Yes you can — and that might be a great option if you’re in need of insurance but don’t need a six-month or year long policy. Some examples of this might include renting a car, returning home on a break from college, or planning to sell your car within a few days or weeks of when your current policy expires.
Alabama’s driving laws
Many traffic laws vary from state to state, so there are a few region-specific things to know before driving through the Heart of Dixie.
Tinting your vehicle windows is illegal in Alabama, except under certain conditions outlined by the state.
Coasting down hills with your vehicle in neutral is illegal; your vehicle must be in gear if it’s moving.
Driving over a laid fire hose is against the law.
If a vehicle is believed to be abandoned in a public place for 5 days or more, a police officer has the authority to have it removed.
Vehicles are required by law to have working windshield wipers.
Like all US states, Alabama has a few odd laws — one fine bit of Alabama legislation forbids you from driving while blindfolded — but most standard laws hold true in this state. Common laws you should observe include not wearing headphones while driving, never passing on the right or where there’s poor visibility of the road ahead, following speed limits and obeying all traffic signs and signals.
Alabama’s blood alcohol content laws
Laws concerning blood alcohol content (BAC) used to have some variance from state to state, but no more. No matter if you’re in Alabama or Wyoming, it’s illegal to drive with a BAC above 0.08%, and commercial drivers face even stricter rules with a BAC limit of only 0.04%. If you’re caught driving over the limit in Alabama, you’ll face hefty fines, a drivers license suspension and possibly even jail time.
What if I don’t have insurance?
If you are stopped by police or are involved in an accident in Alabama and you don’t have car insurance, you face stiff penalties including:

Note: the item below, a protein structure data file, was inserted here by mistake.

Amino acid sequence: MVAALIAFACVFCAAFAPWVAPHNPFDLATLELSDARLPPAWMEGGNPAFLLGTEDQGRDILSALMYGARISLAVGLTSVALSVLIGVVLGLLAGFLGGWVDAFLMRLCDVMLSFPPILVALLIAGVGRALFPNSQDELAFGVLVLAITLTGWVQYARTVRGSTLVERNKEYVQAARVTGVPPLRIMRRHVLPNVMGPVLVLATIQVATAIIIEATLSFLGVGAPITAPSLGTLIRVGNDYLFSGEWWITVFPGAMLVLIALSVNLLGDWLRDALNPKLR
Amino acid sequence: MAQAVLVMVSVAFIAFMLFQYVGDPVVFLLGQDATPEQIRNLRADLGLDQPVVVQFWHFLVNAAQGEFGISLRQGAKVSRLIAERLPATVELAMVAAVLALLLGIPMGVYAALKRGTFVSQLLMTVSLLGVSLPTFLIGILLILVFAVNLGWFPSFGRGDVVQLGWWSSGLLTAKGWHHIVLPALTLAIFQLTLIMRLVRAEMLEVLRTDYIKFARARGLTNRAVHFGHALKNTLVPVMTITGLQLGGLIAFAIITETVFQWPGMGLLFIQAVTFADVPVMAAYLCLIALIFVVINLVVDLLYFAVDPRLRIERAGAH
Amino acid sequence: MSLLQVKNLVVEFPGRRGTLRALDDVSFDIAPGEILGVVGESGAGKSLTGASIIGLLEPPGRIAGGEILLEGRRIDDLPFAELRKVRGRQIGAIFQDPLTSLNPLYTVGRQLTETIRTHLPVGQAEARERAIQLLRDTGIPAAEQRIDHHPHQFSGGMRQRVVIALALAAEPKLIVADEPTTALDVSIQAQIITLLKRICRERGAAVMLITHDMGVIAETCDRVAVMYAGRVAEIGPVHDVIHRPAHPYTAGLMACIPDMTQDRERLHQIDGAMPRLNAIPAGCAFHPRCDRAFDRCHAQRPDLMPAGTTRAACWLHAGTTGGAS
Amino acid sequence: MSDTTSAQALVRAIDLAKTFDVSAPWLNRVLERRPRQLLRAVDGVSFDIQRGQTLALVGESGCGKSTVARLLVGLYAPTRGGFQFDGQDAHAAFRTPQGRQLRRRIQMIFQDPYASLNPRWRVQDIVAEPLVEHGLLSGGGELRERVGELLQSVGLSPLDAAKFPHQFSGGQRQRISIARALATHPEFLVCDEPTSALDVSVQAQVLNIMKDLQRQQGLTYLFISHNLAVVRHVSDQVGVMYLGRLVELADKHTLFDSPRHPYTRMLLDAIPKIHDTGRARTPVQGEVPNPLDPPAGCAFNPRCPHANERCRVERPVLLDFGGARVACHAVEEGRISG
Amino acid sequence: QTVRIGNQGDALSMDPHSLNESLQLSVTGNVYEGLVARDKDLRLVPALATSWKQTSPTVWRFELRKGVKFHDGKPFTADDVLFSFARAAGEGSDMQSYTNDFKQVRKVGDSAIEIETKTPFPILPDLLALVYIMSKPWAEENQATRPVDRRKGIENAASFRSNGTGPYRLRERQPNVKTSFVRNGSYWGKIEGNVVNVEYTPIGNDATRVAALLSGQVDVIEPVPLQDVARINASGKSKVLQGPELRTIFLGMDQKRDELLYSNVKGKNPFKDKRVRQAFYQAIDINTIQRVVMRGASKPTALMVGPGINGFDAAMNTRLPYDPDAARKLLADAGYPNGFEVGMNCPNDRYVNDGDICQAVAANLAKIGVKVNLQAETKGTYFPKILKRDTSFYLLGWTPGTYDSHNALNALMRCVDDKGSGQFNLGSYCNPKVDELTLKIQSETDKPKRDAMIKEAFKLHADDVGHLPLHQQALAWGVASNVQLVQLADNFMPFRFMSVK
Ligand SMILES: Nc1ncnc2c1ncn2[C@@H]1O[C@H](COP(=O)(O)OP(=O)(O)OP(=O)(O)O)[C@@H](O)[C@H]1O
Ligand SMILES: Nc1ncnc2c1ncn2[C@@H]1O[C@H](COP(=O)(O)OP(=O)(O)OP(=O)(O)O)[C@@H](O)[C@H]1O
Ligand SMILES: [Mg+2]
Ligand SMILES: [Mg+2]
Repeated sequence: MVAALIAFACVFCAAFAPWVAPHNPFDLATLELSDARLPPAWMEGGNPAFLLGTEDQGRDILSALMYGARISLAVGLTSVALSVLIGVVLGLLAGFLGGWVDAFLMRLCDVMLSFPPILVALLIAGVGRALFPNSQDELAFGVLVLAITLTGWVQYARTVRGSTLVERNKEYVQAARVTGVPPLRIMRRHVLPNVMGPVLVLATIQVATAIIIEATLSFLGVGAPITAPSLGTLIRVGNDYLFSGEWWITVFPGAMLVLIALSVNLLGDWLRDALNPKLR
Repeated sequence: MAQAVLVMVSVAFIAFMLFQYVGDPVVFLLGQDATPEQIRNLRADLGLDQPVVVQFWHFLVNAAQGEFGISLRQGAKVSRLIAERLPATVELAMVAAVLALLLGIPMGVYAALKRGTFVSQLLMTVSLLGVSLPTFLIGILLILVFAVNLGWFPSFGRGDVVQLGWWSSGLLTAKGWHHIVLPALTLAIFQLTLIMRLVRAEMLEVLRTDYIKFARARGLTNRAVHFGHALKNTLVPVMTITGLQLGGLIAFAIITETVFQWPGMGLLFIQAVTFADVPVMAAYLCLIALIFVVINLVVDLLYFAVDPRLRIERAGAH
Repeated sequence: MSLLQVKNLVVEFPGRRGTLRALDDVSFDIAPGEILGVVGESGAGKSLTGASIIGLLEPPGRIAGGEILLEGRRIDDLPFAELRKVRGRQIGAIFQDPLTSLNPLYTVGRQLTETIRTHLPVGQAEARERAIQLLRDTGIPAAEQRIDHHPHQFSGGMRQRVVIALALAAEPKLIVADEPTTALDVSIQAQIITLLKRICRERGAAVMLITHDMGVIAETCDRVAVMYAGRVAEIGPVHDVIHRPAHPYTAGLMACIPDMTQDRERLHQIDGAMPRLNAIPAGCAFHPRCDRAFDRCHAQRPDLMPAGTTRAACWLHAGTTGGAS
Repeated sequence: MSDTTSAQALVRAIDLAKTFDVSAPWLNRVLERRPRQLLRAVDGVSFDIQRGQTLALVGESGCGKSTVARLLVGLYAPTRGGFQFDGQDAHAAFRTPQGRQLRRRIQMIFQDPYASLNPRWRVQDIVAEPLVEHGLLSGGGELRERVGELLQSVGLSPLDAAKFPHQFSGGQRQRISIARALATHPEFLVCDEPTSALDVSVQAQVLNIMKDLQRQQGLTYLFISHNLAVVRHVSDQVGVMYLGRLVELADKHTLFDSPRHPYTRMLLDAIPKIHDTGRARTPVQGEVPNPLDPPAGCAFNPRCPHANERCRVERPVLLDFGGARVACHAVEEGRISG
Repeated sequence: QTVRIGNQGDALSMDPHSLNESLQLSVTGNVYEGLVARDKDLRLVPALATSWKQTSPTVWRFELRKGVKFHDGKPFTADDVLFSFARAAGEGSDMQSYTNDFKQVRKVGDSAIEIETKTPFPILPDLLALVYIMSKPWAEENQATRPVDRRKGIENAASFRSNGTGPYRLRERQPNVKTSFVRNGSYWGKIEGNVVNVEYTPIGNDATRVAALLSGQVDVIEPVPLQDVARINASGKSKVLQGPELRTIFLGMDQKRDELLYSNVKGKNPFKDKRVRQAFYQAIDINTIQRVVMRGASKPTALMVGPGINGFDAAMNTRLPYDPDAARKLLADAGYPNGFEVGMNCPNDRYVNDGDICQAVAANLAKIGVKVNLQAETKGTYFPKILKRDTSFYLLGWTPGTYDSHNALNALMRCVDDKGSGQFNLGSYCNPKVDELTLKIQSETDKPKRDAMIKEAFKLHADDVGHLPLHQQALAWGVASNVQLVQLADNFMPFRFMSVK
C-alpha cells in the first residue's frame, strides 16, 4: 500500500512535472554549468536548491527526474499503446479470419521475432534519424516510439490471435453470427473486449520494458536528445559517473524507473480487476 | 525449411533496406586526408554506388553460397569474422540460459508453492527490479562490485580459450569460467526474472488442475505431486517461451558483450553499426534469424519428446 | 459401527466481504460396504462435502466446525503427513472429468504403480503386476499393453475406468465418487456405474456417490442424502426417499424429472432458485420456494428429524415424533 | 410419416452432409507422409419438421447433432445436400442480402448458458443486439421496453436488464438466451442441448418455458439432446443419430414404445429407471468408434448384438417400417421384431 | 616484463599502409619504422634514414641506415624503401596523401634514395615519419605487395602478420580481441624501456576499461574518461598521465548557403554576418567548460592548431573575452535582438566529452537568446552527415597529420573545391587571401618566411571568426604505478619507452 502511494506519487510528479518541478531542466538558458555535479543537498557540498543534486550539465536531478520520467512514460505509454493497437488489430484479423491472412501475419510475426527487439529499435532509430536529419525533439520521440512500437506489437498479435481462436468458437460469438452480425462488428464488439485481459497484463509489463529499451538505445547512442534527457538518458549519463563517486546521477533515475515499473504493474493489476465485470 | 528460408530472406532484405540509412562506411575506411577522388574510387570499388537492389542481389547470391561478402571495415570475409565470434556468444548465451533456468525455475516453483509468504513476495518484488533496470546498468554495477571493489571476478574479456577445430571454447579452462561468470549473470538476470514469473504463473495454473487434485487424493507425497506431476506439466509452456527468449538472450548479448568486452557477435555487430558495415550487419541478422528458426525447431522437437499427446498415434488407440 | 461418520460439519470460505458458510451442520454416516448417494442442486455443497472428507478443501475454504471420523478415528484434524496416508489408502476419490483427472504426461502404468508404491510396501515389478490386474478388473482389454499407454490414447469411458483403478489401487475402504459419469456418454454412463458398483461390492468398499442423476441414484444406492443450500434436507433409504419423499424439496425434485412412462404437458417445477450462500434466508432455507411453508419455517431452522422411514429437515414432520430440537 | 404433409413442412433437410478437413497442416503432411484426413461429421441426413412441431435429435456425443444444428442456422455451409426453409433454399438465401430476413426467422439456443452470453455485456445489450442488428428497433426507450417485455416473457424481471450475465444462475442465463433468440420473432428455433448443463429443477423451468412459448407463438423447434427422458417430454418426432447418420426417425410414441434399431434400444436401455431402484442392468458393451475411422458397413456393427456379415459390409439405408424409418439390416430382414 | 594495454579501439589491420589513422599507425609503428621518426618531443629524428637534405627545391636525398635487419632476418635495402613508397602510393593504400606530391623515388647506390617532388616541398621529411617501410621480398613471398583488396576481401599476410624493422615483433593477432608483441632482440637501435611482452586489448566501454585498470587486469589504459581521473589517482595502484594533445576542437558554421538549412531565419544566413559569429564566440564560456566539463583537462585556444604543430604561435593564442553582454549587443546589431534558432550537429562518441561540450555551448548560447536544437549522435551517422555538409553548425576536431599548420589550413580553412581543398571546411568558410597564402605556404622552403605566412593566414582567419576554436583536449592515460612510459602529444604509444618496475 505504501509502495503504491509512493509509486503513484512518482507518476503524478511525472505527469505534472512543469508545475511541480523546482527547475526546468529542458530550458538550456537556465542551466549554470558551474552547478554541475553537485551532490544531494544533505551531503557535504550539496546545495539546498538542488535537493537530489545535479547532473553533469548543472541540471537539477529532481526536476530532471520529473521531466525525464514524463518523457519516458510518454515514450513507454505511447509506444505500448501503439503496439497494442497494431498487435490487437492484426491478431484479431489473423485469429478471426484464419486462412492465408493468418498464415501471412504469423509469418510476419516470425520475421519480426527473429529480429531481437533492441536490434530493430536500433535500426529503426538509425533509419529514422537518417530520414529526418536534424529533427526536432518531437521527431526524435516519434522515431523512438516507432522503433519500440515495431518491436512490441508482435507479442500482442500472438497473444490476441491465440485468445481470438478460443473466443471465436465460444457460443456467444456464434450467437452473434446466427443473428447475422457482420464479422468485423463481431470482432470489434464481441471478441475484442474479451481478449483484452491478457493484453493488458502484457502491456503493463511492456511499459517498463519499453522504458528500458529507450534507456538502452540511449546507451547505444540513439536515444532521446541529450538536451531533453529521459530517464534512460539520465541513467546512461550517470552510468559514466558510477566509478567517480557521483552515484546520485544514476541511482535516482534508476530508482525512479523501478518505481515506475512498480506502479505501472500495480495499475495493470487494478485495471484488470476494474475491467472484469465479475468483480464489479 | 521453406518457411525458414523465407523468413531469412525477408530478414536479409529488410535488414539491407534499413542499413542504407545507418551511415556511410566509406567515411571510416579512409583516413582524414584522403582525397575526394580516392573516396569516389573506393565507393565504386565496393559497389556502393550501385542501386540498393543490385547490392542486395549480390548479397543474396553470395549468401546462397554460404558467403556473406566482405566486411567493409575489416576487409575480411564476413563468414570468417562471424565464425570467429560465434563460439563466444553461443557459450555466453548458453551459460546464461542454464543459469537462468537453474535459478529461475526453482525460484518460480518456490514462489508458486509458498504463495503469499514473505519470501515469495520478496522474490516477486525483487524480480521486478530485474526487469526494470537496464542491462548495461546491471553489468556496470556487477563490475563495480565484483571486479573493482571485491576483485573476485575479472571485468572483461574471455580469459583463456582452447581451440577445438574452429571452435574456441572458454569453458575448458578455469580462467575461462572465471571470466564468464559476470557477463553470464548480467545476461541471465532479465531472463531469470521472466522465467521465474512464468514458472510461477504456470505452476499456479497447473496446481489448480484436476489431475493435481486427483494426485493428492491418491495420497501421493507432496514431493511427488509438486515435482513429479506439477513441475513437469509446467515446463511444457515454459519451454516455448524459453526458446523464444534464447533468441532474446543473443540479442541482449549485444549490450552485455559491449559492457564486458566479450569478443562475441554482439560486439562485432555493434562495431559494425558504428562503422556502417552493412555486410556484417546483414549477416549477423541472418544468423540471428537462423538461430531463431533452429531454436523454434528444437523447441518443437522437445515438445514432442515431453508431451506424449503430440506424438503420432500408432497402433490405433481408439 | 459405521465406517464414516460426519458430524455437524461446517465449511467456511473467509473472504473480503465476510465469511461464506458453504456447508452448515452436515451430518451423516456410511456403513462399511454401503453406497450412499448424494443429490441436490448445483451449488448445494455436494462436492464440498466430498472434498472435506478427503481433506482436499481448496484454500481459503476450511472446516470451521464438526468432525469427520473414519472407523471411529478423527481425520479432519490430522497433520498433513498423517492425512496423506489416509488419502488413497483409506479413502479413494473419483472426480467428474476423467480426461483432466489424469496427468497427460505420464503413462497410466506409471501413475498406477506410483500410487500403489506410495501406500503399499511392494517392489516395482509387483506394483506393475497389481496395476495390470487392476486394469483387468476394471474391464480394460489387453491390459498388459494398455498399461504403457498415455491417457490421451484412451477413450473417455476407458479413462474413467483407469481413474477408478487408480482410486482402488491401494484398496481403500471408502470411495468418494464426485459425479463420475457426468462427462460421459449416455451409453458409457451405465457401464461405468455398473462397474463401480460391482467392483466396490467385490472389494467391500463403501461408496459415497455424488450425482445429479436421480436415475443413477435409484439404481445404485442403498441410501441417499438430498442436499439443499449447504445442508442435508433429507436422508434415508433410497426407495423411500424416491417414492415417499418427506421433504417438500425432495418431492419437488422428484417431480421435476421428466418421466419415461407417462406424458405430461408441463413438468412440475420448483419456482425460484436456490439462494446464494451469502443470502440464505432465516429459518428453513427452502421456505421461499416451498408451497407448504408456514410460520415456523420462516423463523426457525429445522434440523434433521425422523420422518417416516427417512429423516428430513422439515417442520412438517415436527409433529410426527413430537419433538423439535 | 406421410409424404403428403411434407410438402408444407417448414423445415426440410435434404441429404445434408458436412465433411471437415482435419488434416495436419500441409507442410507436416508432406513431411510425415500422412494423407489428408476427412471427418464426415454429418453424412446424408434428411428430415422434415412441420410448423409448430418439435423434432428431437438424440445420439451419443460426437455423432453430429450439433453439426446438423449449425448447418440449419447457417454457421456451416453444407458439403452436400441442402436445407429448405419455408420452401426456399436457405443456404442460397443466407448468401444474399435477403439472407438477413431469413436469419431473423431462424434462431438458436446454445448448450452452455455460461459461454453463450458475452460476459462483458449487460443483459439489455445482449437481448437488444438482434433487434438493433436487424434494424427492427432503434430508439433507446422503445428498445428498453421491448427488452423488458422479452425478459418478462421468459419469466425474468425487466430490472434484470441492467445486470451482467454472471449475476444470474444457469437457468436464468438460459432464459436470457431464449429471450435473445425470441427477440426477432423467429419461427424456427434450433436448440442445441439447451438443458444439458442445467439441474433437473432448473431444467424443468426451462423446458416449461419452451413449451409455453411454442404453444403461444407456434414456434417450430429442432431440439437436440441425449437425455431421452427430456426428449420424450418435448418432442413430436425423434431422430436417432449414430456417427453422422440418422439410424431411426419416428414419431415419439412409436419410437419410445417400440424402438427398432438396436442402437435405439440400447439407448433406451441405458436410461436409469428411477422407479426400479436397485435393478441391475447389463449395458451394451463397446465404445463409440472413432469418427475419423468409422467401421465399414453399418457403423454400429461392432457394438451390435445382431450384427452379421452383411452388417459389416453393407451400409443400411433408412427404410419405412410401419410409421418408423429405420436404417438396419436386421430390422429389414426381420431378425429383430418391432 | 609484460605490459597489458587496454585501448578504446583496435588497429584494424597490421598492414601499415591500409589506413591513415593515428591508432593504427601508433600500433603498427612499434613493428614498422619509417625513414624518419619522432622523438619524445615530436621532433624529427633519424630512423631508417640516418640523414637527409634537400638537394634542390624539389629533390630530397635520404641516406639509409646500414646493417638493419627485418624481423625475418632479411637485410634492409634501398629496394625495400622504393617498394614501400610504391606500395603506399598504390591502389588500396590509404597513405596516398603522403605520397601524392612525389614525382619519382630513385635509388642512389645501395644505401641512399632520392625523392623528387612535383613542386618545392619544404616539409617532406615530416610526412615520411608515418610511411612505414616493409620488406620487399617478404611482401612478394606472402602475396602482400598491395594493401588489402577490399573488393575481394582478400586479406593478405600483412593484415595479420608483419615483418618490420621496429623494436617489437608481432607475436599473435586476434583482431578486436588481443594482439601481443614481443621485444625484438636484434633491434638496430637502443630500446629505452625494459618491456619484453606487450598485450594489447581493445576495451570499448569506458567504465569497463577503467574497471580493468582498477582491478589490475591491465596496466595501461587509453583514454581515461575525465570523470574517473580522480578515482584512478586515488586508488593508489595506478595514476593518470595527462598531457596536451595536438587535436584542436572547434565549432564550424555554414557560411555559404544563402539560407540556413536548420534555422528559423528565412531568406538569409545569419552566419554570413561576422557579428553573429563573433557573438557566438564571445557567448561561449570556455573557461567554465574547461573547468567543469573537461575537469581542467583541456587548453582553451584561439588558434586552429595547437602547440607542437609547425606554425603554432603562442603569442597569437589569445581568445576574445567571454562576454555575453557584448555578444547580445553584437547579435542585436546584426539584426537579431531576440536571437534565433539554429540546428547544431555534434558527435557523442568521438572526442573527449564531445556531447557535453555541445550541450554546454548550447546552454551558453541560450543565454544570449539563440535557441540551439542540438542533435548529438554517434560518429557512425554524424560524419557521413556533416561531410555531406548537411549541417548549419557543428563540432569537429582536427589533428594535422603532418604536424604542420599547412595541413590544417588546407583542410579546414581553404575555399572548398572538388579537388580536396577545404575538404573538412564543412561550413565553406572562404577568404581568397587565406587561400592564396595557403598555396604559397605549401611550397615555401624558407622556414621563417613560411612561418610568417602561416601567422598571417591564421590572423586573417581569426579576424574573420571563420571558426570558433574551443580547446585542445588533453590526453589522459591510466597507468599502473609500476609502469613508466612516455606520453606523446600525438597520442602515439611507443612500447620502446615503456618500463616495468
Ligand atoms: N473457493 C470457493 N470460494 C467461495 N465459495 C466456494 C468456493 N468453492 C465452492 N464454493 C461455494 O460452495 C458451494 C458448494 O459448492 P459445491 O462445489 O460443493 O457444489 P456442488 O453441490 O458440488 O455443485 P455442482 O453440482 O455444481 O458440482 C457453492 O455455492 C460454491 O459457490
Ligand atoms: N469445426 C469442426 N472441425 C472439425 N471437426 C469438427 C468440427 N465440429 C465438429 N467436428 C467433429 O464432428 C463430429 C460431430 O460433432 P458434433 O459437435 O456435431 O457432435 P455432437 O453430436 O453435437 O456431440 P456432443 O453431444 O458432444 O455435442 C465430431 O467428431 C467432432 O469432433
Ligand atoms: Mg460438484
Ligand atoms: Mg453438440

Fines. You’ll pay $500 for your first violation and $1,000 for any following violations.
Suspension of your license. The state will suspend your license for six months. Subsequent violations also come with a mandatory four-month suspension of your car registration and additional fees that start at $200.
Can I get SR-22 insurance in Alabama?
Yes you can. You may need an SR-22 form if you’ve been convicted of a severe moving violation, such as DUI/DWI or reckless driving, or if you’ve accumulated too many violation points on your drivers license in the past three years. An SR-22 form lets the state know that you’re carrying at least the minimum for auto liability insurance so you can legally drive again.
Even the smallest car accident can be traumatic, leaving you unable to figure out your next move. If you’re in an accident, you have a few important steps to follow to ensure that you’re safe and protect yourself against any unnecessary worries when processing your car insurance claim.
Safety first. Make sure that you and everybody involved in the accident is OK. If you need assistance, call emergency services immediately.
Notify your insurance company. After you’ve confirmed that all parties are safe, call your agent to report the accident. They will walk you through the information they need for your claim.
Document the accident. Protect your claim by taking down the name of any police officers at the scene. Take pictures of each car involved from different angles, and talk to any witnesses you might be able to contact for more information later.
Exchange information. Get the full name, contact info and insurance policy details from other drivers. Note the drivers’ car type, color, model and license plate number, as well as the exact location of the accident.